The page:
The Antipolygamy Controversy in U.S. Women’s Movements, 1880–1925

Book Notice

The Antipolygamy Controversy in U.S. Women’s Movements, 1880–1925: A Debate on the American Home, by Joan Smyth Iversen (Garland, 1997)

The Antipolygamy Controversy in U.S. Movements, 1880–1925, situates antipolygamy controversies within the larger contexts of U.S. political and women’s history. The second volume in Garland’s Development of American Feminism series, this work, written by a non-LDS author, argues that antipolygamy discourse arose in the context of the nineteenth-century view of the moral superiority of women and then faded when that viewpoint became largely irrelevant to the new feminism of the 1920s.

This text explores antipolygamy controversy in three U.S. women’s movements: First, the campaign against patriarchal power in the 1880s as part of the ongoing struggle to define the post–Civil War family; second, the struggle to maintain traditional values against the collapse of Victorian mores at the end of the nineteenth century; and third, the 1910–11 national media barrage against the Church for its alleged duplicity on the practice of plural marriage. The text recounts the national fervor against plural marriage but does not itself participate in that vitriol. Indeed, the author acknowledges that Latter-day Saint plural marriage “can only be understood as a religious principle” (57).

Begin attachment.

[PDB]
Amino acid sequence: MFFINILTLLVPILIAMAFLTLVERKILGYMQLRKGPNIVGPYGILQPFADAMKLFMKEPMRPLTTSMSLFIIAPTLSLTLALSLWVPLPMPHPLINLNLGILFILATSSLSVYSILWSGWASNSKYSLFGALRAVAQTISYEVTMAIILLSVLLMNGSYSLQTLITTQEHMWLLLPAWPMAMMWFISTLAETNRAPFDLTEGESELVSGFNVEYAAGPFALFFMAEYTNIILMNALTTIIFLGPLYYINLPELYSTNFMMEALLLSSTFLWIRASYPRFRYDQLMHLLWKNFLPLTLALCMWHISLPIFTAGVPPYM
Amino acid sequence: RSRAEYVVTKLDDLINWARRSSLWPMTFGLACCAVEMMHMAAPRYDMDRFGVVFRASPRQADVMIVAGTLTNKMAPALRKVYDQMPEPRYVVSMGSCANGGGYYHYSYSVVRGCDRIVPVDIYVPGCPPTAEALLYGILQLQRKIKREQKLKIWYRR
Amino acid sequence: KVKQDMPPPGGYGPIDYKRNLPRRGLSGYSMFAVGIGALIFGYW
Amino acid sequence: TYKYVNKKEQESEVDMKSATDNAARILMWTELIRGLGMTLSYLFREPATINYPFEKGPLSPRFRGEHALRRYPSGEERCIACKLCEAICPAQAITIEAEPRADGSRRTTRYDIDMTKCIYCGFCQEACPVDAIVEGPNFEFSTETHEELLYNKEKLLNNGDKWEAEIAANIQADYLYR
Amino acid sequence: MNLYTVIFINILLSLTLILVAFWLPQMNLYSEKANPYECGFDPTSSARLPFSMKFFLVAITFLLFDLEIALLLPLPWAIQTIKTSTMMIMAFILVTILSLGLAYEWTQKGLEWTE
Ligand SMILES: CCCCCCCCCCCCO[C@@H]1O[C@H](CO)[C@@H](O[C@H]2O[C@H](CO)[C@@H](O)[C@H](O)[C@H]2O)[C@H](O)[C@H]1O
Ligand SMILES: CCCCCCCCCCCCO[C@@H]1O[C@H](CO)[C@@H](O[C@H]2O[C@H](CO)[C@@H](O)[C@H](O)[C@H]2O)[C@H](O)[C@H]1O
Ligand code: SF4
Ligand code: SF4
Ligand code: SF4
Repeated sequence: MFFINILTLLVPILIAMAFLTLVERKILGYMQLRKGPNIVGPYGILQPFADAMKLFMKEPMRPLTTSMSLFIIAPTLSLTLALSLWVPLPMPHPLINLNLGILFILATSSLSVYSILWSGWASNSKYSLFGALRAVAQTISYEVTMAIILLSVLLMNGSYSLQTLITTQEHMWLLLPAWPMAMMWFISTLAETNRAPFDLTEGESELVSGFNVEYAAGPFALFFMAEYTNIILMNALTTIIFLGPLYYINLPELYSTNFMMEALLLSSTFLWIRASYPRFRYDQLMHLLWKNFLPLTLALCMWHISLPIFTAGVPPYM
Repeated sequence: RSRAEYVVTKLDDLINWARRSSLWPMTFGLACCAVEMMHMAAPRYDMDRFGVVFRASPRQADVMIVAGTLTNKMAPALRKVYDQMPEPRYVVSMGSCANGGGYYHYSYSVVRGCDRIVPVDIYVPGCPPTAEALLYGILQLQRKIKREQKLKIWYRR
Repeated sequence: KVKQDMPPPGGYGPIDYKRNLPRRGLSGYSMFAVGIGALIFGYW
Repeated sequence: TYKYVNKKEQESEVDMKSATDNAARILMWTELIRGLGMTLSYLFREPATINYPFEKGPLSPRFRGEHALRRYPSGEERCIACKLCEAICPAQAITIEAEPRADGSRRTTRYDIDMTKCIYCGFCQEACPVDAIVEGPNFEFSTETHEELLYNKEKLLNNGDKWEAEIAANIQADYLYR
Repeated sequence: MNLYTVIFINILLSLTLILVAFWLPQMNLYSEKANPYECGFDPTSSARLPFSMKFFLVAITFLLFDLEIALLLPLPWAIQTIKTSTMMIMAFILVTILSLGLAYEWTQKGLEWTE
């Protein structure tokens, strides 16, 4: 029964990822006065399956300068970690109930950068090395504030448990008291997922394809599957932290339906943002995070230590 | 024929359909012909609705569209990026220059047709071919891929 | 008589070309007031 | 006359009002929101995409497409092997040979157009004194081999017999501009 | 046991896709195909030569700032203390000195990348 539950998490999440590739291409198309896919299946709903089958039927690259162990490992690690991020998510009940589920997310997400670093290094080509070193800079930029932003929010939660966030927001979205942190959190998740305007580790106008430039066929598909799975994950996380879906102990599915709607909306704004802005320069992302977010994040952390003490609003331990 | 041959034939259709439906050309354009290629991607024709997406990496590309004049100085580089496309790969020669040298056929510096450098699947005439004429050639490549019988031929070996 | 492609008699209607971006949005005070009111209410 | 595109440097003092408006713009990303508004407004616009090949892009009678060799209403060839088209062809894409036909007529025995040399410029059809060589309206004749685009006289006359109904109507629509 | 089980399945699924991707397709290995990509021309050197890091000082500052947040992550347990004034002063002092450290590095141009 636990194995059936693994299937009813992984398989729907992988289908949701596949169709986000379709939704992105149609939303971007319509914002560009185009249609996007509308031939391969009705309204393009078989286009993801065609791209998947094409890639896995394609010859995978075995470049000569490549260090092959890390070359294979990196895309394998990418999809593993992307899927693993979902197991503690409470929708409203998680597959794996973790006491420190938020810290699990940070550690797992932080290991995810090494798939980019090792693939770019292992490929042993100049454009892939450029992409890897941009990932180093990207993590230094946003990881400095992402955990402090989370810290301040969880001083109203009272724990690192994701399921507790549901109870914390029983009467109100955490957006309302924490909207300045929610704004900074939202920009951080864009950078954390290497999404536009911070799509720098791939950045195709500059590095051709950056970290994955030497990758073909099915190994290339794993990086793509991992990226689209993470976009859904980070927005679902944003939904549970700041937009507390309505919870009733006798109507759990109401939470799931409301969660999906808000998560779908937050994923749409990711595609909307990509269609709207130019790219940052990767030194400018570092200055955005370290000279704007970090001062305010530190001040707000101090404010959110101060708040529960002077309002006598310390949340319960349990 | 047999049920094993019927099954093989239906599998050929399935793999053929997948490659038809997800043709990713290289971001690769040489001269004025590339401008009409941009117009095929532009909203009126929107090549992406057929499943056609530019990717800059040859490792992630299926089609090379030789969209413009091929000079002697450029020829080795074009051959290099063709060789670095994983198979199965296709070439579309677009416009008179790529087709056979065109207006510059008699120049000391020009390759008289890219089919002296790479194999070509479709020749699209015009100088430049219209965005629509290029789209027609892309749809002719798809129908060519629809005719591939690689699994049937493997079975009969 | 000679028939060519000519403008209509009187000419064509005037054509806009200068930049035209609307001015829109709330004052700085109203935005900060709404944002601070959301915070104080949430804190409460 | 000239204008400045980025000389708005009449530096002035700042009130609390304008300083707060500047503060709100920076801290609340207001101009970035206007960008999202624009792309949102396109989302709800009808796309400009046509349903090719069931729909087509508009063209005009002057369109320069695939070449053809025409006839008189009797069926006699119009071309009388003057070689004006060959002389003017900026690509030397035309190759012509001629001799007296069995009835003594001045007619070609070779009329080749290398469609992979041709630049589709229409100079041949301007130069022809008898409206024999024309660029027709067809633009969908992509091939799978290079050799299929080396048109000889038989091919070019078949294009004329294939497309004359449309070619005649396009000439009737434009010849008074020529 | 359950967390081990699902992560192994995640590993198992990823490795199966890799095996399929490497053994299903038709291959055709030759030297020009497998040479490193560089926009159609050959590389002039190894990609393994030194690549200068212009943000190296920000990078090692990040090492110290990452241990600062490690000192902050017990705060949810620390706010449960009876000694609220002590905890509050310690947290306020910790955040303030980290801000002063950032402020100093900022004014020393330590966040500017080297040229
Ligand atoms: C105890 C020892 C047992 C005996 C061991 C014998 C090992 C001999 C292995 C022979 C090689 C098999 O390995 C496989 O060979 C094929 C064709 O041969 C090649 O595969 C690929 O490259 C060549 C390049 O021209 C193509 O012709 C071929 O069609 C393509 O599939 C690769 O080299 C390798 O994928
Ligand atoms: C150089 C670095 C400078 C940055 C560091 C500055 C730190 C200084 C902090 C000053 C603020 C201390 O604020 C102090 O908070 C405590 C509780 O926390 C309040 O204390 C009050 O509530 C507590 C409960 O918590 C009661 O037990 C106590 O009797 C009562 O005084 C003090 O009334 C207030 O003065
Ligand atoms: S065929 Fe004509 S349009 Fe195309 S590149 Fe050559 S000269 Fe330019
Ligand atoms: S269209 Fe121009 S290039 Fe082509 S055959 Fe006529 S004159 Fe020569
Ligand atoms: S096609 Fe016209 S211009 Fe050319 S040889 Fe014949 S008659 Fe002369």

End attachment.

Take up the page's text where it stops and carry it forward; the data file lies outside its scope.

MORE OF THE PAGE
The author cites liberally from secondary-source articles written by competent LDS historians, insuring accuracy on basic history. Some minor errors nevertheless dot the work. For example, the University of Deseret was not “founded” (55) in 1869; the school was first opened in 1850, closed in 1852, and reopened in 1867. Apostle Matthias F. Cowley was not “excommunicated” (242) but disfellowshipped in 1911. And Edward W. Tullidge had already left the Godbeite movement by the time he proclaimed, “This is woman’s age” (56).

Quibbles aside, this volume makes a significant contribution to a number of different fields. Particularly compelling is Iversen’s discussion of how both suffragists and their opponents used antipolygamy rhetoric to further their own aims until women were given the vote in 1920.


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